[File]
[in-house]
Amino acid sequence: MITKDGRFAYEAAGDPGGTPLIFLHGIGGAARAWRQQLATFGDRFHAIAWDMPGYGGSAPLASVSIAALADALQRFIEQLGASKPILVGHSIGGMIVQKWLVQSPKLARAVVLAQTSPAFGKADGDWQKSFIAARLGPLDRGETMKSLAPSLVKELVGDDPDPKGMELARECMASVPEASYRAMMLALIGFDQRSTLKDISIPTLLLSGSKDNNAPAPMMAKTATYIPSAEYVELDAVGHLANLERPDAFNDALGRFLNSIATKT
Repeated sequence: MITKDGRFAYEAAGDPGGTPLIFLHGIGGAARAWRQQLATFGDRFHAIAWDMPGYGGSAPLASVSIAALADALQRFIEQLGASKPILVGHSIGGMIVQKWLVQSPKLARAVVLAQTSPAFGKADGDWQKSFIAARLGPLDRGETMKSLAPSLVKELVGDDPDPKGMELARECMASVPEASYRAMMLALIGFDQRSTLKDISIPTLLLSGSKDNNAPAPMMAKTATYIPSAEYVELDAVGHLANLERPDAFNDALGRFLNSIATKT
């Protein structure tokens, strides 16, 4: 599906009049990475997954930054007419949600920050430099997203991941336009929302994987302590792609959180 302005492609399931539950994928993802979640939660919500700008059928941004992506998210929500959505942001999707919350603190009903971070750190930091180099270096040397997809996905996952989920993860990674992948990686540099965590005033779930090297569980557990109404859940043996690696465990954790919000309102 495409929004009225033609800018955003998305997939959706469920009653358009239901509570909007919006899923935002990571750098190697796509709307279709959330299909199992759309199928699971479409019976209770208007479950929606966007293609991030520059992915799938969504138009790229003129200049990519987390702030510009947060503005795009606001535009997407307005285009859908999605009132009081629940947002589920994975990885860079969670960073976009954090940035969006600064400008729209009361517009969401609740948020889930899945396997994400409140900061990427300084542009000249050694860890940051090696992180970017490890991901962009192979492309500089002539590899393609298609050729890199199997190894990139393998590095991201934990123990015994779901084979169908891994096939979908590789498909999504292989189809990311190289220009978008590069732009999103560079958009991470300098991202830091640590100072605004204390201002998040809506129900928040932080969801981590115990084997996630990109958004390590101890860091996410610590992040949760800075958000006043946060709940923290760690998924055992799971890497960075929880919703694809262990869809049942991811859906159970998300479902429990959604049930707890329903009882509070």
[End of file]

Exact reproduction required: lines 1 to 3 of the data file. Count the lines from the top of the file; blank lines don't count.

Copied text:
[in-house]
Amino acid sequence: MITKDGRFAYEAAGDPGGTPLIFLHGIGGAARAWRQQLATFGDRFHAIAWDMPGYGGSAPLASVSIAALADALQRFIEQLGASKPILVGHSIGGMIVQKWLVQSPKLARAVVLAQTSPAFGKADGDWQKSFIAARLGPLDRGETMKSLAPSLVKELVGDDPDPKGMELARECMASVPEASYRAMMLALIGFDQRSTLKDISIPTLLLSGSKDNNAPAPMMAKTATYIPSAEYVELDAVGHLANLERPDAFNDALGRFLNSIATKT
Repeated sequence: MITKDGRFAYEAAGDPGGTPLIFLHGIGGAARAWRQQLATFGDRFHAIAWDMPGYGGSAPLASVSIAALADALQRFIEQLGASKPILVGHSIGGMIVQKWLVQSPKLARAVVLAQTSPAFGKADGDWQKSFIAARLGPLDRGETMKSLAPSLVKELVGDDPDPKGMELARECMASVPEASYRAMMLALIGFDQRSTLKDISIPTLLLSGSKDNNAPAPMMAKTATYIPSAEYVELDAVGHLANLERPDAFNDALGRFLNSIATKT